This 81-year-old man is not about to sit on the floor and assume the cross-legged meditation posture usually depicted for meditating.. Also the posture of extended arms resting on the knees with palms upward and fingers in the lotus pose doesn't feel natural to me.
Here's what I do:
I keep a straight-backed dining room chair in the bedroom. When I have trouble falling back to sleep at 5 a.m., I get out of bed, sit on the chair, put a small pillow on my lap, rest my arms on it, and use the "main squeeze" or "secret handshake" positioning of my hands that has worked for me since I came across it several years ago in the book "The Insomnia Solution" by Michael Krugman. I know. This sounds awfully hokey. But it got me over a terrible bout of insomnia three year ago when a long list of meds prescribed by my primary care doctor, a sleep center, and a pill shrink didn't work and often made things worse. Here's the "secret" to the "handshake":
- Put your hands out palms down. With one hand, grab the thumb of the other hand between the forefinger and the thumb of the grasping hand.
- Then extend the forefinger of the grasping hand and wrap the fingers of the other hand around it.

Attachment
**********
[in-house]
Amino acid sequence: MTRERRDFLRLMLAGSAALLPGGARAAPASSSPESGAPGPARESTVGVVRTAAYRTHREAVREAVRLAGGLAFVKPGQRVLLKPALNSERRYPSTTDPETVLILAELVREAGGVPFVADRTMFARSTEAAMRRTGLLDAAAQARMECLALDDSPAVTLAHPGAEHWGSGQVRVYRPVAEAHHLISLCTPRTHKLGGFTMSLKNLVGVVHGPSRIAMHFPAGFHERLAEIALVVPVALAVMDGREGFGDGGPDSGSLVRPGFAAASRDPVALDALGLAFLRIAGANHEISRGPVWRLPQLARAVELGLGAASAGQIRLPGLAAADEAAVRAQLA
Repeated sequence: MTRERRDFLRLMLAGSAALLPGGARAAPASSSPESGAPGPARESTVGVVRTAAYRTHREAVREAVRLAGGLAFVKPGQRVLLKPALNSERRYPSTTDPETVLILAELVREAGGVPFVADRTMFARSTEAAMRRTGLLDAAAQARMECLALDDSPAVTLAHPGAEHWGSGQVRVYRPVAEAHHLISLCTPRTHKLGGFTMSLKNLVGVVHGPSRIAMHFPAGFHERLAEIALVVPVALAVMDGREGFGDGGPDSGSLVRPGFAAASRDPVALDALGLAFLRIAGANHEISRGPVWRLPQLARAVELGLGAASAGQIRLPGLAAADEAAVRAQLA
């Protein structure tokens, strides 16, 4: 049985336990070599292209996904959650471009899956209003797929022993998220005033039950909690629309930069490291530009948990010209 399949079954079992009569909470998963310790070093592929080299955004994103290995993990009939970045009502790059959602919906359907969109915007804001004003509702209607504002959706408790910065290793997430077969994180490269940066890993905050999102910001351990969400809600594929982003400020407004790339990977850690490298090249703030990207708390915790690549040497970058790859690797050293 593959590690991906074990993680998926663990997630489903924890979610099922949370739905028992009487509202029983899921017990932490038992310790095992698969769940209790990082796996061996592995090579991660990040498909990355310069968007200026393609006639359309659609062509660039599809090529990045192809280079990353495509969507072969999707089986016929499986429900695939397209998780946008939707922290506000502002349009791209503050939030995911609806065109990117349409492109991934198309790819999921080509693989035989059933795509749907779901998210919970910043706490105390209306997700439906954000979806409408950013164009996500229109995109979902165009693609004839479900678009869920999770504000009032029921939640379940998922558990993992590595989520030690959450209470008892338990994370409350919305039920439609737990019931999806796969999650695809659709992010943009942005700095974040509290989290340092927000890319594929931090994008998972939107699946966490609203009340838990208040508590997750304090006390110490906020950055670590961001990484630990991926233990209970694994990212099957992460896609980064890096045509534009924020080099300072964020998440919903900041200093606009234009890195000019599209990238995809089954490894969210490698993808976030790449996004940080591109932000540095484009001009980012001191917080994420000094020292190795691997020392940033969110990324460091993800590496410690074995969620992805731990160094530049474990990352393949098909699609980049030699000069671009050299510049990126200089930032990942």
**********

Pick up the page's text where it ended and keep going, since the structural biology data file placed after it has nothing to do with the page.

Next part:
- Rest your "secret handshake" on the pillow that's on your lap.
- While breathing naturally, squeeze the captured thumb on the in-breath, relax on the out-breath
- On the next breath, squeeze the captured forefinger on the in-breath and relax on the out-breath.
- Keep alternating -- squeezing/relaxing the thumb on one in-breath/out-breath and squeezing/relaxing the forefinger on the next in-breath/out-breath.
The "secret handshake" is used by lots of people in lots of different ways. This particular version works for me because I've found I need a triple-barreled focal point to ward off the bombardment of other thoughts from my grasshopper mind. Like everyone else who meditates, distracting thoughts and ideas still get through but I've learned to be relaxed about that and just go back to the focal points.
As I mentioned, it got me out of a bad spot several years ago. I've used it since, but not regularly enough. I will use it, for example, if I'm sitting in my car waiting for someone. It gives me something helpful to do other than fume at the wait. I try to set aside time every day to spend 5 or 10 minutes or longer on meditation, but I'm not as disciplined about this as I'd like to be.
However, now with the 5 a.m. insomnia, I'm meditating more frequently.. Even when I'm not able to get back to sleep, I figure the time spent meditating is as good and helpful as time spent sleeping. And usually when it doesn't work, I find I catch up on the lost sleep when I doze off over the morning newspaper.